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Let’s talk about The Regent’s Park

22 May, 2020

Pins and tacks found around Regent’s Park

• I USED to take heart from the fact that The Regent’s Park provides a safe green space for hugely diverse individuals communities to rest and play, while respecting each other.

The park is a playground for people of all ages, and it can be a retreat. It also is the best park in central London for wildlife. Now, however, on my rare exercise walks, I’m not so sure.

Recent reports of tacks being deliberately strewn in the road where cyclists are known to go, and a letter in your paper claiming that cyclists in the park reach speeds of up to 50mph, are perhaps the tip of an unpleasant iceberg of misconceptions and entitlement.

As a non-cyclist, I don’t understand why cyclists are the target of so much abuse. They are not all saints, but Regent’s Park cyclists are doing a very good job of encouraging responsible cycling.

I think cyclists are a good thing in the park because, to some extent, they help to calm the traffic. As recent car accidents resulting in damage to historic infrastructure in the park show there is good reason to be concerned about driver behaviour in the park.

As we approach the 200th anniversary of the park, I think it’s time to start a dialogue between all the people and org­anisations that love and use it.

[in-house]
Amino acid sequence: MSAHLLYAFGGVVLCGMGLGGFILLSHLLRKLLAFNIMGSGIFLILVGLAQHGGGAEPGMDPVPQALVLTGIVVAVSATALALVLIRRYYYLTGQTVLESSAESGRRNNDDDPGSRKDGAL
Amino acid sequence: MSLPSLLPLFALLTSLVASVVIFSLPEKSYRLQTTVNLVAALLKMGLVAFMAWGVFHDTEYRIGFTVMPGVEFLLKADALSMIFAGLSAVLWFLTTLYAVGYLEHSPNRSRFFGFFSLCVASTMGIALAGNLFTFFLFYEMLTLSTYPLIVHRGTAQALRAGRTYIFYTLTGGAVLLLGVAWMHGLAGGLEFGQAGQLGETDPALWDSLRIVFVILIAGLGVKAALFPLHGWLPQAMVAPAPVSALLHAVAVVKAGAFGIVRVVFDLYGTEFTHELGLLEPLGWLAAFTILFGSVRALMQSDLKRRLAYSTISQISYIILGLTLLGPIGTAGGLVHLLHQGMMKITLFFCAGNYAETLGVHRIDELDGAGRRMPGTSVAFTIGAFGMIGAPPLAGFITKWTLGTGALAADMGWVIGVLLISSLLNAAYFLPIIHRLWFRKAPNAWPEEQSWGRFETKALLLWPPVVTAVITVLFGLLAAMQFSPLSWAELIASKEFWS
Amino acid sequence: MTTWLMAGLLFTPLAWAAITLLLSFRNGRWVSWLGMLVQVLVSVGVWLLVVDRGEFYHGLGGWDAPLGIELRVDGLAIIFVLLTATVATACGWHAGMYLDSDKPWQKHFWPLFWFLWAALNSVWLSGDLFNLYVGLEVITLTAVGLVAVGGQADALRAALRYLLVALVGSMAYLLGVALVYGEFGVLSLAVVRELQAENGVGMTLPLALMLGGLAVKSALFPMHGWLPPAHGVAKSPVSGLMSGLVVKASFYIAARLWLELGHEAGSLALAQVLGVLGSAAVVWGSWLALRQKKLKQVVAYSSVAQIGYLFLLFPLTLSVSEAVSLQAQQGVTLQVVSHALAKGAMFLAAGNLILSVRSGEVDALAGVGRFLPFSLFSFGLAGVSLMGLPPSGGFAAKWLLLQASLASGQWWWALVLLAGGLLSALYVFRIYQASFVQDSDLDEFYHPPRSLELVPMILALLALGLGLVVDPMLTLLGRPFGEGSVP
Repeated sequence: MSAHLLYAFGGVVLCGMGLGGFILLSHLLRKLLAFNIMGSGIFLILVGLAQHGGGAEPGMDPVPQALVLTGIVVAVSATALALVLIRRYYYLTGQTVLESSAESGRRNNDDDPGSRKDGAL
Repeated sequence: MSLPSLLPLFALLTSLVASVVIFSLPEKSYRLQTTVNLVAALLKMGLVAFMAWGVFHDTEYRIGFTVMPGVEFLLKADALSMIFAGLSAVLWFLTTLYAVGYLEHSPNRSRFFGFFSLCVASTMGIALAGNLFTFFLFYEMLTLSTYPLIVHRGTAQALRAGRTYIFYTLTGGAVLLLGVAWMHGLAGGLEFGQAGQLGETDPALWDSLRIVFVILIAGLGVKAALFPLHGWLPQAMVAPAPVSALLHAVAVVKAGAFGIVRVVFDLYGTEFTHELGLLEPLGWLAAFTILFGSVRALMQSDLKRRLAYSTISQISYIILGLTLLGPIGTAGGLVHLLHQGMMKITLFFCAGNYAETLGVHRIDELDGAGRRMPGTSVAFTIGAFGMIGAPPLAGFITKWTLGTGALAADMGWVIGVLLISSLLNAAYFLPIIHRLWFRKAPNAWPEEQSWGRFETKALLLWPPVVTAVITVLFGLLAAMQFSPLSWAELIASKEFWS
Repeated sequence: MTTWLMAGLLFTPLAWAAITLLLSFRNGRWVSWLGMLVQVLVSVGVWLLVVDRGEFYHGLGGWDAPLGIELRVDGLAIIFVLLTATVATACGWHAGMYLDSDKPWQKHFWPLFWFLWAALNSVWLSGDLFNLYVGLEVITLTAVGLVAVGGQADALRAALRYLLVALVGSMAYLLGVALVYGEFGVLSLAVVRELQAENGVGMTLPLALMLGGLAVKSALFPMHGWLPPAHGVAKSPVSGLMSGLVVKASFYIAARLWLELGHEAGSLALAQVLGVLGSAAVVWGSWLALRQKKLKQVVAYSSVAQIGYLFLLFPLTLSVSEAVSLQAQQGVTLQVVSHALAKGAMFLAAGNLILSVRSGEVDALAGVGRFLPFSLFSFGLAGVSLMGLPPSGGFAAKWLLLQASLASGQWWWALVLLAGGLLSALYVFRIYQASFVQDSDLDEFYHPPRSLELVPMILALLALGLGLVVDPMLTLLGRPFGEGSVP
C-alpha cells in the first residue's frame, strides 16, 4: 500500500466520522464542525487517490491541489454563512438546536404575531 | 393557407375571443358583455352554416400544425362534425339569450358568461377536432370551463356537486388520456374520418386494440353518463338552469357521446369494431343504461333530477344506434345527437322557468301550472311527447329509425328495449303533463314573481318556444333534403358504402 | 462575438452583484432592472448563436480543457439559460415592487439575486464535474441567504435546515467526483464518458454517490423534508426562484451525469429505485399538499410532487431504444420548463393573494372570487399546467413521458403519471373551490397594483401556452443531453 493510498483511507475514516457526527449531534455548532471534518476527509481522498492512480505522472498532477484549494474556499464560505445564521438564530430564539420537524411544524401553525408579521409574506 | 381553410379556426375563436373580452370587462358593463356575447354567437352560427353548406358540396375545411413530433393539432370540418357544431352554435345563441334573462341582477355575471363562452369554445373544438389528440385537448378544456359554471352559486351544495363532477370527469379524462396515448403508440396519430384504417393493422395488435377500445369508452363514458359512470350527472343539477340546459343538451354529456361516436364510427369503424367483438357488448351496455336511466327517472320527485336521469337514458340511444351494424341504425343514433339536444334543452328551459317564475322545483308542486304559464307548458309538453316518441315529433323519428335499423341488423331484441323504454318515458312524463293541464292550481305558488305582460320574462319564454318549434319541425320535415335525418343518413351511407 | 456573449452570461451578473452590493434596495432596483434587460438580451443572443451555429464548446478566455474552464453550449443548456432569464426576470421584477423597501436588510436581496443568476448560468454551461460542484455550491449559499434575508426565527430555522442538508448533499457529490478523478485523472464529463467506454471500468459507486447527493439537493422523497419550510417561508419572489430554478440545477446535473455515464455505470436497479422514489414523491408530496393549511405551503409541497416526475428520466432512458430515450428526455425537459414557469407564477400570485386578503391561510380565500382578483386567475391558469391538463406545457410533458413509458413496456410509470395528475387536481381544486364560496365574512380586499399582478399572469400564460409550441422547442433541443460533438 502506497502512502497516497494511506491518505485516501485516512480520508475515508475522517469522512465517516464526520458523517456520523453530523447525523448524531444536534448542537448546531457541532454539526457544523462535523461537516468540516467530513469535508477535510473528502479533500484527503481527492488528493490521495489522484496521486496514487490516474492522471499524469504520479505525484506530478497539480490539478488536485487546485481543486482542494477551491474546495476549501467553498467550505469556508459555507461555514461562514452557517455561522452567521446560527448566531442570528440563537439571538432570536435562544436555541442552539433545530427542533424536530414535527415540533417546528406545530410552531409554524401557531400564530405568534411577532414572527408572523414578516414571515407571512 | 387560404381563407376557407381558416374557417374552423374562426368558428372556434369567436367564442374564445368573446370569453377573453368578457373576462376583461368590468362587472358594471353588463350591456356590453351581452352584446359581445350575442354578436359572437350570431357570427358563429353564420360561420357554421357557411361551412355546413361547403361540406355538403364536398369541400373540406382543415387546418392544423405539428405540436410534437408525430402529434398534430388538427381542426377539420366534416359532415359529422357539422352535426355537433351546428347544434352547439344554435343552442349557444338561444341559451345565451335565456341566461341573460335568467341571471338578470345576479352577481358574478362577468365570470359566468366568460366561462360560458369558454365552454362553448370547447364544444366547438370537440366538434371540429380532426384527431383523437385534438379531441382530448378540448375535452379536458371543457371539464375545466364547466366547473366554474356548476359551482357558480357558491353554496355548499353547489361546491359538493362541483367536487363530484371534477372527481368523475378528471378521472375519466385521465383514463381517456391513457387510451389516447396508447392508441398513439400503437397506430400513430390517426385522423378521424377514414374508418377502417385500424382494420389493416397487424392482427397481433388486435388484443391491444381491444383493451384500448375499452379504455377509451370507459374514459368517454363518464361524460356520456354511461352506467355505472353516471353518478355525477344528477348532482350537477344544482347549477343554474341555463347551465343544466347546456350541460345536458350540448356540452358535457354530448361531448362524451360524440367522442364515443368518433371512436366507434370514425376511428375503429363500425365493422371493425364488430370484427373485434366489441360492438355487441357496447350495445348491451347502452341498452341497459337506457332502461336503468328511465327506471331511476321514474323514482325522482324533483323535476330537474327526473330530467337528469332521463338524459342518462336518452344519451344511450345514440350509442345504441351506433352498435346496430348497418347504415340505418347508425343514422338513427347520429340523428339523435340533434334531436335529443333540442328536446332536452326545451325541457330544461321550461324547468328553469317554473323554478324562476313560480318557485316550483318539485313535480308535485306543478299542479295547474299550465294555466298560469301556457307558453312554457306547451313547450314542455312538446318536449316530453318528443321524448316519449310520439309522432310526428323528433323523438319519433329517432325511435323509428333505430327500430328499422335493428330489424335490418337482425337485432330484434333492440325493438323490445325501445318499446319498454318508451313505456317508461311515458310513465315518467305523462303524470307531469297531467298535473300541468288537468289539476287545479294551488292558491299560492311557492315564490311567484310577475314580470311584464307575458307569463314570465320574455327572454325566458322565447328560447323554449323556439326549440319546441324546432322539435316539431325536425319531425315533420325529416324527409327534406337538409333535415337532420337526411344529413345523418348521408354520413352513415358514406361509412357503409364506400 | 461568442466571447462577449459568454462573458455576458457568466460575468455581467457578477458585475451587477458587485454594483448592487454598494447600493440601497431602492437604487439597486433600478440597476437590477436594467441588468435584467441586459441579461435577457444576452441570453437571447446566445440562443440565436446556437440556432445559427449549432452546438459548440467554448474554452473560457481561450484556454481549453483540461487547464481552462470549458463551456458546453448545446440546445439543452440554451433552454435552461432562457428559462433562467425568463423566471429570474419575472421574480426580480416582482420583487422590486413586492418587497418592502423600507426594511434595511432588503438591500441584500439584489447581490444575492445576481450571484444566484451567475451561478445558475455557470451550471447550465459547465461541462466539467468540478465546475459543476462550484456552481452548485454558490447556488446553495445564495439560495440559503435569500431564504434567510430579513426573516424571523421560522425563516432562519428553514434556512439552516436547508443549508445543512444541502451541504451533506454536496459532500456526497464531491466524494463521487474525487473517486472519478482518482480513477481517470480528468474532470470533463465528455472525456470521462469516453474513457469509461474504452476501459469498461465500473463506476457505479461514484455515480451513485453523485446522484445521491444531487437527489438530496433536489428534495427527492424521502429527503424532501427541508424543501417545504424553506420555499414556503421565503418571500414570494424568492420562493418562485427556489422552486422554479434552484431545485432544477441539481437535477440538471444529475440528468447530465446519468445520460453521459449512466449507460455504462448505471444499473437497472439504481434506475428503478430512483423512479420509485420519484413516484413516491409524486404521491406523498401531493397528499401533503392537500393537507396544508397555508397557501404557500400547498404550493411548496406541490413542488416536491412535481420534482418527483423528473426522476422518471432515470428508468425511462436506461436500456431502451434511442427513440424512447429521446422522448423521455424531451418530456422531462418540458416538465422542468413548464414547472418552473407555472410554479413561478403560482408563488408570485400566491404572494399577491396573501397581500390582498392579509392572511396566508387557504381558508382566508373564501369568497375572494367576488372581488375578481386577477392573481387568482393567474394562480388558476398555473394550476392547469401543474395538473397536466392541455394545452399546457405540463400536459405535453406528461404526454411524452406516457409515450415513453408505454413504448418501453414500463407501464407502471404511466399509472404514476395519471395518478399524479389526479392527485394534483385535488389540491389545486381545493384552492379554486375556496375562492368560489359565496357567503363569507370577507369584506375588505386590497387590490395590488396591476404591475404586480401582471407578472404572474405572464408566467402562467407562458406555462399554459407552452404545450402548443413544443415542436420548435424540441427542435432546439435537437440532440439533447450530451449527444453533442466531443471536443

How can we manage the park in a way that respects, protects and balances the needs of all the people who rely on it? And who will decide the future of the park?

What exactly is the role of the Crown Estate Paving Commission? Because, some people may think, it’s not all down to the Royal Parks. Perhaps there already is a forum where these discussions take place?

I can’t help noticing that while many Royal Parks are closed to vehicle traffic, The Regent’s Park remains stubbornly open. This weekend, no-parking signs were removed from ticket machines in the inner circle, leading to confusion and fines.

The super cars, whose drivers love to roar around the inner circle, where at weekends there is often cycling for the disabled, came back, too.

Henry VIII had ditches built around what became the park to protect his deer, and to keep people out. Sometimes I wonder if the powers that be are determined to keep traffic inside the park.

As we stumble towards the “new normal”, does this make any sense? How can we be more respectful towards each other, and ensure a more sustainable future for our beautiful park and all its inhabitants?

EDWARD KELLOW
Address supplied

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